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I have only seen these a few times in my 67 years. Mostly, during my childhood in east-central Missouri. I would see maybe 1 each week. Then later in my 20’s I would see a few by the Huzzah Creek in south-central Missouri. That I can remember, that is the last time I saw one. Until Yesterday !

It is the Diana Fritillary Butterfly. Since then they have retreated to only two know locations: the Southern Appalachians in North Carolina and parts of South-Carolina AND in the mountains of Arkansas and Oklahoma; primarily the Ouachita’s.

The Diana Fritillary (Speyeria diana) is a butterfly found in several wooded areas in southern and eastern North America (primarily in the Arkansas River valley, several counties in South Carolina, and spots along the Appalachian mountain range). The species exhibits marked sexual dimorphism, with males of the species exhibiting an orange color on the edges of their wings, with a burnt orange underwing. Females are dark blue, with dark, almost dusty underwings, and are also larger than males.

The larvae feed on violet leaves. Dianas are unusual in that they do not lay their eggs directly on the host plant, instead scattering the eggs around the base of the plant. Upon hatching, larvae burrow into the ground over winter to emerge in spring. Adults feed on flower nectar and dung.

On February 28, 2007, Act 156 of the Arkansas General Assembly designated the Diana fritillary as the official state butterfly. Introduced by Representative John Paul Wells of Logan County, the legislation for making the butterfly a state symbol took note of the butterfly’s beauty, educational importance, and impact on tourism. Arkansas is the only state to designate the Diana fritillary as its state butterfly; pairing it with its state insect, the honeybee. Arkansas is the twenty-sixth state to designate a butterfly as a state symbol.

So 40 years later ……….

The photo I took yesterday is of a pretty beat up Male Diana Fritillary; near the Diana’s Host woodland violets. Taken with a Canon 70D with a Canon EF300L IS f/2.8 from 10 feet:

 

Rare Male Diana Fritillary

Rare Male Diana Fritillary

When into Jasper this morning early. The fog in the mountains was spectacular; took a few photos on the way home:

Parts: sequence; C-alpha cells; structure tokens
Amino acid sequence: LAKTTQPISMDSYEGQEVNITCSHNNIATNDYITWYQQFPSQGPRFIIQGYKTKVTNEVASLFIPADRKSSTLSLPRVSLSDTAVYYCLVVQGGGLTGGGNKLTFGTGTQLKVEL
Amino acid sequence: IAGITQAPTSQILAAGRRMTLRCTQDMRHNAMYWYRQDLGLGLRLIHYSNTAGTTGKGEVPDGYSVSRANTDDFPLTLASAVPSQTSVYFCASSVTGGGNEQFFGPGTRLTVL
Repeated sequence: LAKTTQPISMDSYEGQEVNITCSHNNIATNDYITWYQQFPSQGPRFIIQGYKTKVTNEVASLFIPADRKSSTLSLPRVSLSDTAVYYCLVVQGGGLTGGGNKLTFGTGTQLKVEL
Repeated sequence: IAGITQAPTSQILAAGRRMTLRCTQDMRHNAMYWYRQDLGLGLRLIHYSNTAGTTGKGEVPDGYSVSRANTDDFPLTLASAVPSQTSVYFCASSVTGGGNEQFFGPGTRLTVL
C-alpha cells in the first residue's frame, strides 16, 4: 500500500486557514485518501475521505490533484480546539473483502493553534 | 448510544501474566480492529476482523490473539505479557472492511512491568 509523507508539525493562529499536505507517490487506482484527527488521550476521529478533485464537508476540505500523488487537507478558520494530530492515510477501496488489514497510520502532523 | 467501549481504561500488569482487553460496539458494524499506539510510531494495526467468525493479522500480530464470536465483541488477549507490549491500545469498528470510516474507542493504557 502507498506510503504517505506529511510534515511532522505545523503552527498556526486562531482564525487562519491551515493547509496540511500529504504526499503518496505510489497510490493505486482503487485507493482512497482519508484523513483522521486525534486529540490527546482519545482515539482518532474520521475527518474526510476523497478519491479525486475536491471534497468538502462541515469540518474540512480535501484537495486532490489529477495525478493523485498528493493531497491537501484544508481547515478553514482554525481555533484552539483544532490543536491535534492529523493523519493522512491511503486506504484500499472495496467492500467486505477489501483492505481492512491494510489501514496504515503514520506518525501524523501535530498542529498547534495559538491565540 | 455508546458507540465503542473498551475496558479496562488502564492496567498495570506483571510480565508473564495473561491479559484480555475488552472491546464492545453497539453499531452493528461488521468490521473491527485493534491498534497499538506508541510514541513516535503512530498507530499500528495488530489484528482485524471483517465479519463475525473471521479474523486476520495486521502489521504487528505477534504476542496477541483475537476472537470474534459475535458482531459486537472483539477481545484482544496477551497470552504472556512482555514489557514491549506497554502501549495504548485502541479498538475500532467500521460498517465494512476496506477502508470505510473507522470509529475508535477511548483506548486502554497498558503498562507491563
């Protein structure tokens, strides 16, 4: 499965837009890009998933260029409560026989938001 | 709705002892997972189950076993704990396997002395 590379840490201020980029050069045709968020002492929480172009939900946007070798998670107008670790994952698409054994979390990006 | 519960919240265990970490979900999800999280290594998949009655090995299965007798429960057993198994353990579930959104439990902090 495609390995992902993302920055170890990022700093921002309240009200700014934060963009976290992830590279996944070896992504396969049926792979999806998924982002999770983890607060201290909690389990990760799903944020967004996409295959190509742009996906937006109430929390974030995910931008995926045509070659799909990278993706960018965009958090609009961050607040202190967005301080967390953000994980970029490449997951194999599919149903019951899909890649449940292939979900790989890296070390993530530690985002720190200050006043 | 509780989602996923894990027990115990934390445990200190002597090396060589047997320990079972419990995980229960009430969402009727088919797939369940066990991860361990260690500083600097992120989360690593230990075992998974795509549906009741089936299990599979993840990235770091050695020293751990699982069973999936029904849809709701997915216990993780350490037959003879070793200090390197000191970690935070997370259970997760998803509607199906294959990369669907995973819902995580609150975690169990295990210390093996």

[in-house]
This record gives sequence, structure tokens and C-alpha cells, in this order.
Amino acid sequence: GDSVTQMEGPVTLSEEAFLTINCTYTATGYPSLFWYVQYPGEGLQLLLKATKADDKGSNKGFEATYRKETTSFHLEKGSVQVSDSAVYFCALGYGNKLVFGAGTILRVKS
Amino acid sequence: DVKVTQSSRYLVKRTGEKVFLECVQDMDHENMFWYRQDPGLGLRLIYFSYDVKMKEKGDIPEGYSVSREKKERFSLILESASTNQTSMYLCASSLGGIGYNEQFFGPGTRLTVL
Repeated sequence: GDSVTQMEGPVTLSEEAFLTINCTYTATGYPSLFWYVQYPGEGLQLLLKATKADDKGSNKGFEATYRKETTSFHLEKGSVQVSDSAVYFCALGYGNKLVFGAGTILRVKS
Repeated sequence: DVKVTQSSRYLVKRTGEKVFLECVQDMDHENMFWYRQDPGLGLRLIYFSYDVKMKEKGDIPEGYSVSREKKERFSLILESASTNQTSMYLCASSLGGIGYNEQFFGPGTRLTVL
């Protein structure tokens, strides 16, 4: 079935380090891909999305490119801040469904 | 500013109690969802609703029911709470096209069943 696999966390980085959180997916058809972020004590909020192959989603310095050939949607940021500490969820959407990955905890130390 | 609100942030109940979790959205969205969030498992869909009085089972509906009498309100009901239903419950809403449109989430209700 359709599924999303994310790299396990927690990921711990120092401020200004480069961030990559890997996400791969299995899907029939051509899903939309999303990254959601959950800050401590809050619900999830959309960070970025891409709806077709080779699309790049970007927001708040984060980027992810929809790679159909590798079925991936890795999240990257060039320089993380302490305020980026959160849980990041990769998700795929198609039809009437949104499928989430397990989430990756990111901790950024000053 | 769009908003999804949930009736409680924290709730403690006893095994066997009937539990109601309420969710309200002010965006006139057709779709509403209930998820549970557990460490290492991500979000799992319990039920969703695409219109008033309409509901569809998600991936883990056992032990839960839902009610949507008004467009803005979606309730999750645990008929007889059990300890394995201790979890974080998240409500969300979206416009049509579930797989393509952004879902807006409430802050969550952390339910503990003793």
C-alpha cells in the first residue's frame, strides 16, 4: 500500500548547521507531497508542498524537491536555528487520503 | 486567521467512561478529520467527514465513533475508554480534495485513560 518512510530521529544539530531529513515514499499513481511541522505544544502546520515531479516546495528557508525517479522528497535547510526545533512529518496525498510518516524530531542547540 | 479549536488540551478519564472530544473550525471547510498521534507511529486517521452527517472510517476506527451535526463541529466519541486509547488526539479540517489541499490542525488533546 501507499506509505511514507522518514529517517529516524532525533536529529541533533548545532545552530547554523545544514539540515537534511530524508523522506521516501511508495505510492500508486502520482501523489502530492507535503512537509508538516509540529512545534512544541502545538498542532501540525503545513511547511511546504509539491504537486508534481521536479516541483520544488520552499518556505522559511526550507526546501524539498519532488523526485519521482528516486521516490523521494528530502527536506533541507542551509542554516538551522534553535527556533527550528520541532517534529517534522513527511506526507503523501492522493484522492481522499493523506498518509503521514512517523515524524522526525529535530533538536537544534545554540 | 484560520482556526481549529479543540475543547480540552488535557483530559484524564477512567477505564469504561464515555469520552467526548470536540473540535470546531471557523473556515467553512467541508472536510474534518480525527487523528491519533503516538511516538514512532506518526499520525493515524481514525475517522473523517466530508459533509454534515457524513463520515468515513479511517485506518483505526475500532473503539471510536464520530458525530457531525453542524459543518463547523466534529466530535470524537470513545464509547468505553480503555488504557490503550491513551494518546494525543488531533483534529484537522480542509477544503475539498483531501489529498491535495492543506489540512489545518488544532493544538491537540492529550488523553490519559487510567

Fog at sun-up

Fog at sun-up

I was driving home from Jasper Arkansas, on Tuesday, prior to the cold and rain, and I spotted a male Pileated Woodpecker determined to drill into the bark of a tree. There must have been ants or termites in the tree. He was so busy, I stopped the car up next to the tree and took a dozen shots with a Canon 7D and a Canon EF300L IS f/2.8 Lens.

 

Down the Mountain

Down the Mountain

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This little male Ruby Throat Hummingbird, awakened to low temperatures of 56F and the temperature dropped to 56F by noon today, they will find temperatures as low as 44F tomorrow morning. They came late to the feeders this morning; say about 11 AM. In addition to using feeders, the birds glean dormant insects from leaves and bark, he says. “When temperatures rise, they hawk tiny insects out of the air. They also feed at sapsucker wells,” eating both the sap and trapped insects. To conserve energy, hummingbirds often go into torpor at night, and on colder days before migration to the Yucatan, Mexico ,slowing down their heart and lungs to a fraction of daytime rates. I could walk right up and touch him.  “These birds are very cold hardy” !!

 

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Yellow on Yellow

American Goldfinch in dried Monarda (Bee Balm) patch; with a lone Coreopsis (Unknown Sunflower):

 

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A Female American Goldfinch perched on a Thistle head:

 

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Today I had 2 adult male orioles on the Hummingbird Feeders and a female and one juvenile interested in the Red Raspberries.  These pictures are of the female and juvenile bird waiting to swoop down onto the raspberries. I always forget how beautiful and graceful they are; taken with a Canon 70D and a EF400L f/5.6 at 5.6;

 

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